Michigan went on a spiral downward, eventually hiring The Greatest Upset Ever coach Jim Harbough to bail them out as head coach in 2015. Appalachian St. became a Division 1-A team in 2014. So it was kind of like the Circle of Life.
5. 2009 Kentucky Derby Winner Mine that Bird 50-1
Mine that Bird had everything going against him: a crappy name, good but not great bloodlines, no testicles, and 50-1 odds.
However, Mine that Bird overcame it all to have a fairly remarkable racing career. The gelding that was bought for only $9,500 amassed over $2.2M in earnings.
How surprising was Mine that Bird’s back of the pack to 7-lengths victory? Even the announcer didn’t know what was going on.
4. Buster Douglas at 42-1 KOs Mike Tyson
Now we’re getting into rarified air.
By odds alone, Buster Douglas beating Mike Tyson in Tokyo, Japan in 1990 is far from the greatest longshot victory. However, it doesn’t seem that way now.
Douglas was an undecorated unknown. Mike Tyson was Mike Fucking Tyson. He was 37-0 with 33 knockouts. He did this to other heavyweights.
Buster Douglas had nearly 7 years of age and 4 more losses on Tyson. Regardless, despite getting knocked down in the 8th round, Buster rallied and ended the era of Tyson with a 10th round knockout. Tyson was never the same as a boxer. Douglas was never again relevant after losing his next fight to Evander Holyfield.
3. Leicester City 5,000-1 to Win 2015 Premier League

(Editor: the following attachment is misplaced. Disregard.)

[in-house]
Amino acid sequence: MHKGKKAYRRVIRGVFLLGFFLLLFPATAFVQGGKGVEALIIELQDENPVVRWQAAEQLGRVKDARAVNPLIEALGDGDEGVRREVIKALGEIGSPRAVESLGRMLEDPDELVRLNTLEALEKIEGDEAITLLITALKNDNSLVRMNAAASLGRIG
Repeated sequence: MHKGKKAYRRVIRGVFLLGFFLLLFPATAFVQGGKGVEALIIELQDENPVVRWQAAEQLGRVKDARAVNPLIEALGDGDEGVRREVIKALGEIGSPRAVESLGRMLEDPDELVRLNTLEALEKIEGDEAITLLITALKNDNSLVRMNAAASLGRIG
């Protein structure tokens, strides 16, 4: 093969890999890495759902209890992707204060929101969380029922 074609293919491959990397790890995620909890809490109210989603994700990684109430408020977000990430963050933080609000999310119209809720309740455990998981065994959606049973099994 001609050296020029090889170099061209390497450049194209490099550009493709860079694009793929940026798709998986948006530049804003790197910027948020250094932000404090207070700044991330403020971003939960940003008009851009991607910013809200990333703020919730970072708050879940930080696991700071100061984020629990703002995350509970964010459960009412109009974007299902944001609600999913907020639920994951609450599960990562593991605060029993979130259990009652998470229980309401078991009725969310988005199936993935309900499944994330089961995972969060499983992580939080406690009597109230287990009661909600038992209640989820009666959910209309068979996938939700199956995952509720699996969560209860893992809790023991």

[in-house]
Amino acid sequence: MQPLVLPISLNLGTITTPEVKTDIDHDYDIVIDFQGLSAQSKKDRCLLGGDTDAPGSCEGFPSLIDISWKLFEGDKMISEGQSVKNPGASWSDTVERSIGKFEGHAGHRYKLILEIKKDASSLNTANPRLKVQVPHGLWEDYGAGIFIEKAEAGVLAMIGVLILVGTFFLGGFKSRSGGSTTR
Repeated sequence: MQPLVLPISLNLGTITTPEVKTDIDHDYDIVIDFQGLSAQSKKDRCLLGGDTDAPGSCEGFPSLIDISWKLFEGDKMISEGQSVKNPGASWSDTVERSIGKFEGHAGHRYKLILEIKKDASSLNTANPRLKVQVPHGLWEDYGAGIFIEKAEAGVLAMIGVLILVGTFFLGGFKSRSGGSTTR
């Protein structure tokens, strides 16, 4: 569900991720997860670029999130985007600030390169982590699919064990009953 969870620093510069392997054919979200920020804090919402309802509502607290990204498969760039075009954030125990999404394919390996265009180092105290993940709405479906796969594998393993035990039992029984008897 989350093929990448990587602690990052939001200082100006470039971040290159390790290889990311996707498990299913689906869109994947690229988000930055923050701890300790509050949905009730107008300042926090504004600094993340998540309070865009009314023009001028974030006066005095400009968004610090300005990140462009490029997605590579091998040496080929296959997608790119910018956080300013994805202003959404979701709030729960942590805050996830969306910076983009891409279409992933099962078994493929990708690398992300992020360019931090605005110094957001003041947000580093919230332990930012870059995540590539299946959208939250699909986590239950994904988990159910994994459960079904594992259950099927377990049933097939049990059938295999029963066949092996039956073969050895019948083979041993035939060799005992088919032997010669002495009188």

At the start of the 2015 Premier League season, perennial relegation-candidate Leicester City opened at anywhere from 2,000-to-1 to 5,000-to-1 dogs to finish atop the table. In a weird season that saw typical favorites Manchester United, Liverpool and Chelsea finish 5th, 8th, and 10th respectively, Leicester went on an improbable run to claim their first Premier League title. Teams like Leicester City simply didn’t win Premier League titles. And yet, they did.
Lucky punters who rode with the Foxes at thousands-to-1 odds were celebrating like Zlatan Ibrahimovic after his first MLS goal.
2. New York Jets +18 Super Bowl III
Again, it’s not ALWAYS about the spread. While being an 18-point underdog is enormous, what the Joe Namath guarantee and New York Jets win did for the NFL and Super Bowl in general makes this longshot matter more.
Would the NFL still have grown to be the biggest American sport? Absolutely. Would their ratings still be improved with legalized sports betting? Absolutely again! But did Namath’s guarantee and signature dropping of the mic #1 field walk-off moment help speed up the process? Maybe.
If nothing else, it certainly trumps his Suzy Kolber moment.
1. U.S. Hockey 1,000-to-1 1980 Winter Olympics
Do you believe in gambling miracles???
If you don’t know the story of the U.S. Hockey team’s improbable victory in the 1980 Olympics then you’re either not American or you were born after Yo Gabba Gabba! went off the air.
But did you know they were 1,000-1 to win Gold?
From the improbability of scruffy college kids beating the best hockey players in the world to the Cold War importance of that victory to the absurd odds, there is no greater longshot.